Given the scarcity of data around resident perspectives on length of training and level of preparedness, a qualitative research design was most appropriate for this study.[27,28] Ethics approval was obtained through the Behavioural Research Ethics Board at the University of British Columbia. One hundred and twelve second–year family medicine residents were invited to participate in the study. Twenty–three residents agreed to participate. Data collection took place just prior to completion of residency training.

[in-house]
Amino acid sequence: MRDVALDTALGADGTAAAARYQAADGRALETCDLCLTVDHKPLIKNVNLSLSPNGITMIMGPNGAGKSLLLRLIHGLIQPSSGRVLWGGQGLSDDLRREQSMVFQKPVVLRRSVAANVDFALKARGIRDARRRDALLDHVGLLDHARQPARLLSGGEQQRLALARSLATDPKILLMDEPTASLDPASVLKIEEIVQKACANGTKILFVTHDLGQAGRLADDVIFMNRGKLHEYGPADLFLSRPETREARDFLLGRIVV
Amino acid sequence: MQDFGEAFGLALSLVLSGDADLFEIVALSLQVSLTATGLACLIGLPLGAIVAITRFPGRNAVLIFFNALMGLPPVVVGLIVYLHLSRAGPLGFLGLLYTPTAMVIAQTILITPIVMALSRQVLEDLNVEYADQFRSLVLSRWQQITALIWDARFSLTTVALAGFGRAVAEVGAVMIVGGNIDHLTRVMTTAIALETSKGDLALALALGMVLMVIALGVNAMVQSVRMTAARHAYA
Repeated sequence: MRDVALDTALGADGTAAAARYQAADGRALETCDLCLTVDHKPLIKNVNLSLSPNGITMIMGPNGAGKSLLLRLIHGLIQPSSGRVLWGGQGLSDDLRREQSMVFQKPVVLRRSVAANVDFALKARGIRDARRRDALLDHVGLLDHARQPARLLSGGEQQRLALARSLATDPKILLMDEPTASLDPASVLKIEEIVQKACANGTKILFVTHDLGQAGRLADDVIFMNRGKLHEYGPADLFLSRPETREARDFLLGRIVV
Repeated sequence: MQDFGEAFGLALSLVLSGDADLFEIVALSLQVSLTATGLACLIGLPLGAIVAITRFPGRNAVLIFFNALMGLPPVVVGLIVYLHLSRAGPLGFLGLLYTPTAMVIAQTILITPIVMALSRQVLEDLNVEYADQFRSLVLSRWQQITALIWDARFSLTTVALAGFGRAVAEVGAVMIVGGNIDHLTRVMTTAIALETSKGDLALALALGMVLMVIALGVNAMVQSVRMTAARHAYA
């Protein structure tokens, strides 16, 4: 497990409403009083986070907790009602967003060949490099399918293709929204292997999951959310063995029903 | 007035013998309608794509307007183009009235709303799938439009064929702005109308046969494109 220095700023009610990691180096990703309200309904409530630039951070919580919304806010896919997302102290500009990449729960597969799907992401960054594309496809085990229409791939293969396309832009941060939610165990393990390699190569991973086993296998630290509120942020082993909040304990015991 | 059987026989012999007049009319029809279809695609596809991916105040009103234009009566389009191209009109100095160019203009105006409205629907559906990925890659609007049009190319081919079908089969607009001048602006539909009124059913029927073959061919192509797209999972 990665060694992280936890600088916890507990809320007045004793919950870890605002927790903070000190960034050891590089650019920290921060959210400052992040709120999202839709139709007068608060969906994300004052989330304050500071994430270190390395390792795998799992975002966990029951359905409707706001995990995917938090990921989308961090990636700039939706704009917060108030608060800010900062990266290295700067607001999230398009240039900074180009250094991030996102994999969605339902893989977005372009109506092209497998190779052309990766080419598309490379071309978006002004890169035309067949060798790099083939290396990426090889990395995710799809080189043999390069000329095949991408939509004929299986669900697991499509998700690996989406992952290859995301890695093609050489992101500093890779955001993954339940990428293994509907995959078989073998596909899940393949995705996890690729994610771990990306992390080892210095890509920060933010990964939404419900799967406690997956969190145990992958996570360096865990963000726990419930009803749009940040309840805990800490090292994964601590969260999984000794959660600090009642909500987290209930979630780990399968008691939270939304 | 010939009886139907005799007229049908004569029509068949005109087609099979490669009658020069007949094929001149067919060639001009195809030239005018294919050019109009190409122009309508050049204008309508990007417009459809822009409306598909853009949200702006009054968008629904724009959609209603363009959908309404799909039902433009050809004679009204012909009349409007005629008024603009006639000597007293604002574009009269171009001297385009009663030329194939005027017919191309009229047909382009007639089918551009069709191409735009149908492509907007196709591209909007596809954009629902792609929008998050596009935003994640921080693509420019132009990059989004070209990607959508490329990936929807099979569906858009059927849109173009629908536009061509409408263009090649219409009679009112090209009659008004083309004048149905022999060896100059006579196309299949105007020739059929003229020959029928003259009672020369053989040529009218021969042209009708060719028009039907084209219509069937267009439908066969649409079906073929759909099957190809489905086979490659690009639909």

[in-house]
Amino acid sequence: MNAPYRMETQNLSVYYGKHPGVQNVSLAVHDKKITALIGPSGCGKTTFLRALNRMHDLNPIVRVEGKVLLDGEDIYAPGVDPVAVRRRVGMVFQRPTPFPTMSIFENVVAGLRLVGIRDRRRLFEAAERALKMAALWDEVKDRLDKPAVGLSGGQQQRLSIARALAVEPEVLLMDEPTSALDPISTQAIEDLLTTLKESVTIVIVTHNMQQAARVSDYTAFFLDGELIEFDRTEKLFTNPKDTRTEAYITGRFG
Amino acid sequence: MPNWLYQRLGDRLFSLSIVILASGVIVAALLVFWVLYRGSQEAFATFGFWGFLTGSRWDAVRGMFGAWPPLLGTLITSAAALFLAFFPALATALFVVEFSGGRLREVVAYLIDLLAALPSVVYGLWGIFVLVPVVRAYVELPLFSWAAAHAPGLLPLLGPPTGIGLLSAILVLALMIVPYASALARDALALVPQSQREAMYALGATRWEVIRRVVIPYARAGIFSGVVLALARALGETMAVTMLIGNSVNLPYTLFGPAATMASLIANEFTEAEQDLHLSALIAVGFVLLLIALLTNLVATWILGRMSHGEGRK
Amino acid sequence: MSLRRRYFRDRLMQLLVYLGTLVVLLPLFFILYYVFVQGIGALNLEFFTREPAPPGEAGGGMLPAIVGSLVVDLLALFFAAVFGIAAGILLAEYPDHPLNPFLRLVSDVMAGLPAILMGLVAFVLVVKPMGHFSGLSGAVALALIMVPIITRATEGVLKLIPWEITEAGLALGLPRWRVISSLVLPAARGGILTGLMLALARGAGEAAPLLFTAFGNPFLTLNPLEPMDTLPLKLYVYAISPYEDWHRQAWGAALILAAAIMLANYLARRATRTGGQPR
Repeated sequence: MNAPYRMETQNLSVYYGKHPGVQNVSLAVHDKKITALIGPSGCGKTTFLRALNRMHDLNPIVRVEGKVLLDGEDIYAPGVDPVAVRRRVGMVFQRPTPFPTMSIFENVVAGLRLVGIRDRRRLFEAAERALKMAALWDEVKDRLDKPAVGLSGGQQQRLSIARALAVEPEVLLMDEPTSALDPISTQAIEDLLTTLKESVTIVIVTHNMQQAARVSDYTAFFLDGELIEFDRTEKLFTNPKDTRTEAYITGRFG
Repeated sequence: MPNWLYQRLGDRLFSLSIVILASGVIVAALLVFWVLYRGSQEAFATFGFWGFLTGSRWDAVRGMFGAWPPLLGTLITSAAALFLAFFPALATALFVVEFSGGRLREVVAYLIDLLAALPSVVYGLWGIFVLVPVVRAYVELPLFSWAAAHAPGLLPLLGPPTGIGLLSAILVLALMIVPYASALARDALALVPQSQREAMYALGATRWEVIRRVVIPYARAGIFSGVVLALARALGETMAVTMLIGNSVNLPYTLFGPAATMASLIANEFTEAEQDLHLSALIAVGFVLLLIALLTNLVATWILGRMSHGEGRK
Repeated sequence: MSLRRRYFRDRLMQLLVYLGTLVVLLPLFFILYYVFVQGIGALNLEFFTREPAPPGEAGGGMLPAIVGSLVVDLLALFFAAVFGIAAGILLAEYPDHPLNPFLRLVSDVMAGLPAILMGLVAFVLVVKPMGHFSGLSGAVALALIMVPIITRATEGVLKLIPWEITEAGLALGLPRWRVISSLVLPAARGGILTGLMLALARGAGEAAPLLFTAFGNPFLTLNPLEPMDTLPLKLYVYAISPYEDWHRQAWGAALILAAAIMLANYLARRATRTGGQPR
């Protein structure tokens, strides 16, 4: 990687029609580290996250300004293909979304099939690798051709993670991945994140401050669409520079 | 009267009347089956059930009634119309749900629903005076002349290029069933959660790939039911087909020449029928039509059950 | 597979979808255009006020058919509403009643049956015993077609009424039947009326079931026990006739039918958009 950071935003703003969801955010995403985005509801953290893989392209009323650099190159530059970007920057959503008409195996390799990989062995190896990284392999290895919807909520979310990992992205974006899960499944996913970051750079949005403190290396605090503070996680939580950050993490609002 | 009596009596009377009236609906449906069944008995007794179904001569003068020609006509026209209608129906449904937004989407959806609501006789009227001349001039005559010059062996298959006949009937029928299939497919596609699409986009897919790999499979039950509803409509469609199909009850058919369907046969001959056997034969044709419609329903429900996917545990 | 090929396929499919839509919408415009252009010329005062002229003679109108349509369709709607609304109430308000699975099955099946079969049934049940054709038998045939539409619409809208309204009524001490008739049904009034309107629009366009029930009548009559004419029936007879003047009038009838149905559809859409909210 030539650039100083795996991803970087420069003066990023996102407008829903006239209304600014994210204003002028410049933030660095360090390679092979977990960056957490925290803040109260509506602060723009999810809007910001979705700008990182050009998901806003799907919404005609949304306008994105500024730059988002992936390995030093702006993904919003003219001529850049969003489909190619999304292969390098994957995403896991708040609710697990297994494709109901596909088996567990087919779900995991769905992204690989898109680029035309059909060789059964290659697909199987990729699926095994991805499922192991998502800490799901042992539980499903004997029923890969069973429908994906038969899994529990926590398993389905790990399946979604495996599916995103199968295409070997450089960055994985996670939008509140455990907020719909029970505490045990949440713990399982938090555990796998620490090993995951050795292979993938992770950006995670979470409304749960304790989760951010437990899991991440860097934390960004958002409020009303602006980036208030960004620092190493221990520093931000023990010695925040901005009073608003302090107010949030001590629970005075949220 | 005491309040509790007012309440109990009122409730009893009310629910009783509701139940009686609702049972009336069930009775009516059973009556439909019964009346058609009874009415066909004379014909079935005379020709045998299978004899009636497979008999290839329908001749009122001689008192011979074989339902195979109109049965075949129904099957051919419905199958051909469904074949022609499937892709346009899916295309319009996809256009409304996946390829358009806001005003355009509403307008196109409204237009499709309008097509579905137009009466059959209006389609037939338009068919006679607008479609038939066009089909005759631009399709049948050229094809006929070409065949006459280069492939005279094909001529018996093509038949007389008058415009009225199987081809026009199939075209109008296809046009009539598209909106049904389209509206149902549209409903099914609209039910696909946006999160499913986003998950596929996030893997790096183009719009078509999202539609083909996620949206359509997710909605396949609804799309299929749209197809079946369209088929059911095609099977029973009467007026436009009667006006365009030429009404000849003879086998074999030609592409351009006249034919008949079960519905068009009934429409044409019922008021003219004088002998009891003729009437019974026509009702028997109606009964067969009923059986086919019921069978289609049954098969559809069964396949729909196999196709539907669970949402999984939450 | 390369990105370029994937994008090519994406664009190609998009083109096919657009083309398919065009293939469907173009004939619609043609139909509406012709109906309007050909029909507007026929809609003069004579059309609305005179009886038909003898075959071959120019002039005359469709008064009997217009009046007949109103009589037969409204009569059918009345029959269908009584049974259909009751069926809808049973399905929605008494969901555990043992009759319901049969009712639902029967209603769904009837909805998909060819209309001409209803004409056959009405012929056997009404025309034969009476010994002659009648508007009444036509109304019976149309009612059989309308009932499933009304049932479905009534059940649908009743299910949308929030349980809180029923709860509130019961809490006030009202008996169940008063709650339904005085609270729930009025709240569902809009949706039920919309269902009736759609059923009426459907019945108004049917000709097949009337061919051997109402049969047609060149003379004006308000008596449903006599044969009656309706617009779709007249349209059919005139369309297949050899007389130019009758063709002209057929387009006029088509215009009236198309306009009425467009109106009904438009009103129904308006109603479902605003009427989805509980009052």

The participants were asked to complete an online survey. The first part of the survey asked residents to rank their self–perceived level of preparedness around the key CanMEDs–FM roles and related competencies (Family Medicine Expert, Communicator, Collaborator, Manager, Health Advocate, Scholar, Professional) using a scale of low, moderate, or high. The second part asked them to explain why they perceived their preparation in certain areas to be low or moderate and what might have influenced this. The survey also asked residents to comment on how residency training could enhance their knowledge and skills, as well as their views on the length of residency training in relation to achieving the required competencies. Six of the 23 residents agreed to participate in a follow–up focus group interview. The aim of the follow–up focus group was to explore in detail the findings of the web–based survey. The focus group lasted 90 minutes. Participants were asked to discuss three issues: their level of preparedness for practice in relation to the CanMEDs–FM competencies, their thoughts regarding the variations in preparedness for the different CanMEDs–FM roles, and their views on the length of residency training. A family medicine resident (co-author KJ) conducted the focus group interview. The focus group was audiotaped and transcribed verbatim for analysis. The quantitative data was presented as percentages of participants with low, moderate, and high levels of competence in each of the CanMEDs–FM roles. Qualitative analysis of written responses to the online survey coupled with analysis of the focus group data provided insight into the residents’ perspectives on their level of preparedness in relation to the CanMEDs–FM competencies and the adequacy of a two–year training program for achieving the capability for independent practice following graduation.